Firstly, Philips is a trusted brand and a pioneer in medical technology. Secondly, we have been a leader in the home health market for a long time, especially with our sleep apnea products and come with strong insights on this segment. Thirdly, the technology we use to monitor, store and interpret patient data with seamless interface with the treating doctors is home developed and we believe is unique and a key differentiator from other players. Fourthly, we offer devices like non invasive ventilators, oxygen concentrators with physio therapy services at pre agreed, flexible packages that include rental. We also offer leasing and outright purchase options of devices. Lastly, we have a strong connect with the healthcare delivery providers and doctors that helps us serve our customers better than our competitors.

What are the challenges that medical equipment vendors face in India?
Firstly, the cost of the equipment is high as we import most of these from the western world. In addition, the customs duty on these equipments is over 18%. Given the power fluctuations and high cost of power in India, both capital and running costs are high as every equipment has to come with an UPS and consumes a lot of electricity. Each equipment has over 100 plus parts and to service the same, a manufacturer has to keep a large inventory of spare parts which are again imported and suffer similar incidence of customs duty upfront. The cost of financing is high and the tenure available for financing these equipments is also limited. All this makes the price realisation difficult, putting significant strain on the profitability of vendors and manufacturers like us.

Given the large patient volume, the equipment usage is also very intense and puts additional stress on service costs and profitability. For all major equipment vendors, the challenge remains the same and India as a market is extremely challenging from a profitability point of view. Global operating margins of large medical equipment companies varies from 10 to 18% but in India this would be significantly lower for reasons I just mentioned.

Secondly, financing options for medical equipments are largely between 5 to 7 years with interest rates of 10 to 12%. This puts additional stress on the pricing of the equipment, especially when the technology of these equipments changes rapidly. For healthcare to be cost effective and medical equipments costs to be lower, the Government must come out with financing options with lower interest rates and for longer tenure. If agriculture and some other industries can rank for priority sector lending, why cannot medical equipments, which are life saving in most cases, be also included for concessional rate of interest and long-term financing?

Thirdly, the Government needs to reduce the import duty of medical equipment to make treatment available to more people. While healthcare has been exempted from GST, why not medical equipment? In PPP, the Government expects the private player to provide treatment at extremely low prices with no differentiation for quality and technology provided. We cannot have ‘one size fits all’ approach for the healthcare industry.

You have always laid great amount of emphasis on customer satisfaction. Please share a few initiatives taken in this area.
We have an external measurement yardstick for customer satisfaction called the Net Promoter Score (NPS). This is given on a scale of 1 to 10. The difference between the promoter and detractor is the NPS and we continue to drive improvement in this score. We follow up with all the feedback that we get in our survey and our endeavour is to close all issues at the earliest possible time.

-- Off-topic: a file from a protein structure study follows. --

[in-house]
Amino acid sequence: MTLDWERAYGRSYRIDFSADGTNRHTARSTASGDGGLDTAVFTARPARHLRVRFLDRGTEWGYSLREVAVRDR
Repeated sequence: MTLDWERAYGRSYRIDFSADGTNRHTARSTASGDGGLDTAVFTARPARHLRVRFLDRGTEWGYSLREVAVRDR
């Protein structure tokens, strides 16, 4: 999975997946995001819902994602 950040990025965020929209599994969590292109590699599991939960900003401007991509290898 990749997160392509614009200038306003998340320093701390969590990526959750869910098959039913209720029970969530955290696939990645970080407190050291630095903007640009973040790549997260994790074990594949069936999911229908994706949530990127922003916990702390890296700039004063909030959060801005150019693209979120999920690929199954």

The second internal metric we use is to calculate the uptime of our equipments. Typically, it should be a minimum of 95% and we strive hard to maintain this. Most of our equipments are connected online to our central online remote monitoring system, similar to an air traffic control system. This is used to proactively address issues on the equipment at customer site and resolve them as quickly as possible. In many instances, customers won’t even know that we have seen and resolved a potential issue at the customer end. We keep measuring our online remote monitoring and fixes, as it enables us to improve overall customer satisfaction.

How do you see the company a few years from now?
Our goal is to be the best health tech company in India in terms of customer satisfaction and preference and be the best in class solution provider, touching a large part of the billion plus lives in India. In five years time, we would like to double our revenue and profitability .Within Philips, globally, we would like to be one of the top five markets out of the 17 markets in which Philips operates today.

We want to touch more lives by driving innovation in care areas and focus on indigenously manufactured equipment to suit the specific needs of this market. Currently our footprint on locally made products include mobile surgery, X-Ray and cardiology products made in our Pune unit. Intuis, the advanced, entry level cath lab developed and manufactured at Pune catering to the Indian and other emerging markets, has been our first attempt to ‘Make in India’ . Based on this experience and driven by the market needs, we would focus on designing and developing products for the local market that meet the twin objective of world class quality at affordable prices for the Indian masses.

Customer satisfaction is a journey for us and we will continue to drive improvements in our NPS score and hope to maintain this at world class standard of over 70.

Please predict some future trends in medical equipment industry.
Miniaturisation of devices, be it in ultrasound and others, would be one that we need to watch out for. Increase in the use of digitisation would drive improvements in both quality and cost of healthcare. Point of care would shift closer to the patient home and hospitalisation would be limited to surgery, critical care, etc. In cardiac and patient monitoring, I visualise proliferation of hand held devices to diagnose and monitor patient health and transmit digital records real time to care giver for suggested treatment. Faster and real time diagnosis would become real and visible.

We already see the increased penetration of 16 slice CT as against the earlier demand of 64 slice or above. I believe that almost 95% plus cases can be handled with a 16 slice CT. If that is true, then I clearly see future growth in 16 slice CT as healthcare extends to the smaller towns and rural areas. The same holds good for MR with perhaps an increasing move towards 1.5T MR which is more viable compared to a 3T MR.
With Government focussed on reducing cost of healthcare and increasing access, I clearly see the shift happening towards the value segment. A very well known professor of a business school had said that the world would move towards “what is good enough” and I strongly believe that in healthcare and in medical equipment that is the need of the hour for India. This would provide good clinical outcome, lower the cost of care and both the provider of healthcare services and manufacturers of equipment would see sustained profitable growth, essential for any industry.